For this episode, we felt drawn to reflect on a couple of “liturgical paradoxes” coming up now and in April: that the Christian holy day of Ash Wednesday corresponds to Valentine’s Day; and that Easter Sunday falls on All Fools’ Day, April 1.
Valentine’s Day originated as a Christian memorial (for Saint Valentine), but in its secularized form it is a day for celebrating romantic love — complete with flowers, a nice dinner out, and of course, plenty of chocolate. But this flies in the face of the meaning and observance of Ash Wednesday — as the first day of the penitential season of Lent, Ash Wednesday is a solemn occasion for reflecting on our mortality (“remember that you are dust”), our sinfulness or woundedness, and — at least in some traditions — is a day for fasting — hardly conducive to indulging in sweets!
Of course, even without the religious overlay, Valentine’s Day can be paradoxical even on its own — as a day of sorrow for those who are lonely, or bereaved, or even navigating a relationship where love is absent.
How do we hold these paradoxes together? Could silence be a key to finding a way to honor both the pleasures of love and the invitation to self-forgetfulness?
“Paradox is paradoxical only to the linear, self-conscious mind,” says Maggie Ross in her recently published book Silence: A User’s Guide, Volume Two: Application. She goes on to consider an alternative to the limitations of the linear mind, which she calls “deep mind.” “Deep mind is inclusive, what ancient writers refer to as the place of unity. Its ways of thinking are holistic, even holographic.”
“The opposite of a correct statement is a false statement. But the opposite of a profound truth may well be another profound truth.” — attributed to Niels Bohr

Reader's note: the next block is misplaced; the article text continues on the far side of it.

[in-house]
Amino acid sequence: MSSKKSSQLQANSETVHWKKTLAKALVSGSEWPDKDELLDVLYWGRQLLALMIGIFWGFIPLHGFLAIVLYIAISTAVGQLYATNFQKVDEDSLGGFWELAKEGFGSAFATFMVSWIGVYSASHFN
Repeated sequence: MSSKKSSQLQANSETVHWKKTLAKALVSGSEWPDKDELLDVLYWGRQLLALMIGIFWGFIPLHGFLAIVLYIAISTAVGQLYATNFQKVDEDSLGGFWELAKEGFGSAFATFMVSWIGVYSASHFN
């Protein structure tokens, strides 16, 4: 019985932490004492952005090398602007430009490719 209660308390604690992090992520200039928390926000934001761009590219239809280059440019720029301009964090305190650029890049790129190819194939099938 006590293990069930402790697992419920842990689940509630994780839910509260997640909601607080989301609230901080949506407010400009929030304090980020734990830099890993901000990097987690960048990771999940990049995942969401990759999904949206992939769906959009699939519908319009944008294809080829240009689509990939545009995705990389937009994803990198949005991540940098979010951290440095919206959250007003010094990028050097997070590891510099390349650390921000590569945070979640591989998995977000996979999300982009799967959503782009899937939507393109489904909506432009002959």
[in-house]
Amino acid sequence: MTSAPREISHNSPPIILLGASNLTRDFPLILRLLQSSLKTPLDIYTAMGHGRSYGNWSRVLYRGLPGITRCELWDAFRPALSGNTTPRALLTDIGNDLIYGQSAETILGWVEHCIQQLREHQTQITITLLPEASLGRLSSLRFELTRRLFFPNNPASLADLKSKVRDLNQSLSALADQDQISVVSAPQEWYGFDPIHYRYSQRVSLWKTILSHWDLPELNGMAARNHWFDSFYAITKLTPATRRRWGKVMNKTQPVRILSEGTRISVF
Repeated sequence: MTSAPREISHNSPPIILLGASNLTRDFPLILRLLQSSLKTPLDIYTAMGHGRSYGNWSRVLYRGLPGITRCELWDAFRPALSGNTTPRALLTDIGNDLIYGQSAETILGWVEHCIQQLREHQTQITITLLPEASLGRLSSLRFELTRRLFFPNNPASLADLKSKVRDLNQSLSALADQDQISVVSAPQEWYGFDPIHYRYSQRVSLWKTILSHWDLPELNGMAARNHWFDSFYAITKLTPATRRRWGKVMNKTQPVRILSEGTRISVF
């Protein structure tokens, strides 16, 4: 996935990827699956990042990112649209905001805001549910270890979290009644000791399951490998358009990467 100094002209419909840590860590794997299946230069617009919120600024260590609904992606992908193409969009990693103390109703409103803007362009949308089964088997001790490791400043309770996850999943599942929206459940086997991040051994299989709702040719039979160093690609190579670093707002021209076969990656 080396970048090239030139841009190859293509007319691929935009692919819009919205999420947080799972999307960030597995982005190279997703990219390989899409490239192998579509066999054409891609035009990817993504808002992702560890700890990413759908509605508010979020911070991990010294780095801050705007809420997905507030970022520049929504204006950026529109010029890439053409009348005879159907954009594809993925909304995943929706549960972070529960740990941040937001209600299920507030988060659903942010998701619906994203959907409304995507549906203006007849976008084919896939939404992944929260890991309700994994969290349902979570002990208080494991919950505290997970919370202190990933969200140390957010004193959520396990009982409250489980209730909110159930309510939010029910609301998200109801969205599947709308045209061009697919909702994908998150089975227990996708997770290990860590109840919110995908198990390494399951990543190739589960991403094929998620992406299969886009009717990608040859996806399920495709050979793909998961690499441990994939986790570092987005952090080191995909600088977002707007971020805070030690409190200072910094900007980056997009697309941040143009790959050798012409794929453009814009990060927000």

Put another way: perhaps paradox is itself a gift, a reminder that there’s more to our minds (and our capacity to know and to understand) than the limitations imposed by language and linear thought. Perhaps when we try to make sense of how to hold a paradox like Valentine’s Day falling on Ash Wednesday gently and authentically, we are invited into a place of deeper and higher knowing — and the portal to that place is not logic or language but simply silence.
Some of the resources and authors we mention in this episode:
- Jan Richardson, Circle of Grace: A Book of Blessings for the Seasons
- Niels Bohr, Niels Bohr: His Life and Work
- Nicholas of Cusa, Selected Spiritual Writings
- Marvin C. Shaw, The Paradox of Intention
- Lao Tzu, Tao te Ching
- Parker Palmer, The Courage to Teach
- Walt Whitman, “Song of Myself”
- Henri Nouwen, Reaching Out
- Leonard Cohen, “Anthem”
- Pope Francis, The Hope of Lent
- T. S. Eliot, “Ash Wednesday”
- Carl McColman, The Big Book of Christian Mysticism
Another poem we didn’t mention in the podcast, but that deserves a shout out here, is Walter Brueggemann’s “Marked by Ashes” (from his book Prayers for a Privileged People). Also check out Thomas Merton’s thoughts on paradox in The Sign of Jonas…
Like the prophet Jonas, whom God ordered to go to Nineveh, I found myself with an almost uncontrollable desire to go in the opposite direction. God pointed one way and all my “ideals” pointed in the other. It was when Jonas was traveling as fast as he could away from Nineveh, toward Tharsis, that he was thrown overboard, and swallowed by a whale who took him where God wanted him to go…But I feel that my own life is especially sealed with this great sign, which baptism and monastic profession and priestly ordination have burned into the roots of my being, because like Jonas himself I find myself traveling toward my destiny in the belly of a paradox. — Thomas Merton
Episode 10: Silence & Paradox: Ash Wednesday & Valentine’s Day
Hosted by: Cassidy Hall
With: Kevin Johnson and Carl McColman
Date Recorded: February 9, 2018